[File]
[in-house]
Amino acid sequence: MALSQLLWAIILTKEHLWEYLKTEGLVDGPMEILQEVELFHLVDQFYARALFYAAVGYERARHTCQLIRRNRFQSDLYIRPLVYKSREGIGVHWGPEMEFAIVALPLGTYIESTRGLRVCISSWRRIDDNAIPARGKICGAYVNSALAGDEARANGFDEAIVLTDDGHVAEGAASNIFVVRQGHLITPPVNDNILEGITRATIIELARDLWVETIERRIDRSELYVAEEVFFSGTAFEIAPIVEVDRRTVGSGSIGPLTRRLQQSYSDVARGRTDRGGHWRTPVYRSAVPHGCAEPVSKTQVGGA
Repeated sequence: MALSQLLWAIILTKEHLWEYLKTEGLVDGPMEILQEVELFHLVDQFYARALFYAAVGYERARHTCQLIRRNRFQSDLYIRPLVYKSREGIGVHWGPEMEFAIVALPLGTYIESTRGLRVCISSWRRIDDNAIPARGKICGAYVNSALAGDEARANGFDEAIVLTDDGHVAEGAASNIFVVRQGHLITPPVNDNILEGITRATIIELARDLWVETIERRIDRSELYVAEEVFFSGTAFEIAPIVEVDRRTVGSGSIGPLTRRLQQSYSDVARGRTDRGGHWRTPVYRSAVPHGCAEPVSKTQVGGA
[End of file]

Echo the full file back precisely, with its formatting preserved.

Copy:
[in-house]
Amino acid sequence: MALSQLLWAIILTKEHLWEYLKTEGLVDGPMEILQEVELFHLVDQFYARALFYAAVGYERARHTCQLIRRNRFQSDLYIRPLVYKSREGIGVHWGPEMEFAIVALPLGTYIESTRGLRVCISSWRRIDDNAIPARGKICGAYVNSALAGDEARANGFDEAIVLTDDGHVAEGAASNIFVVRQGHLITPPVNDNILEGITRATIIELARDLWVETIERRIDRSELYVAEEVFFSGTAFEIAPIVEVDRRTVGSGSIGPLTRRLQQSYSDVARGRTDRGGHWRTPVYRSAVPHGCAEPVSKTQVGGA
Repeated sequence: MALSQLLWAIILTKEHLWEYLKTEGLVDGPMEILQEVELFHLVDQFYARALFYAAVGYERARHTCQLIRRNRFQSDLYIRPLVYKSREGIGVHWGPEMEFAIVALPLGTYIESTRGLRVCISSWRRIDDNAIPARGKICGAYVNSALAGDEARANGFDEAIVLTDDGHVAEGAASNIFVVRQGHLITPPVNDNILEGITRATIIELARDLWVETIERRIDRSELYVAEEVFFSGTAFEIAPIVEVDRRTVGSGSIGPLTRRLQQSYSDVARGRTDRGGHWRTPVYRSAVPHGCAEPVSKTQVGGA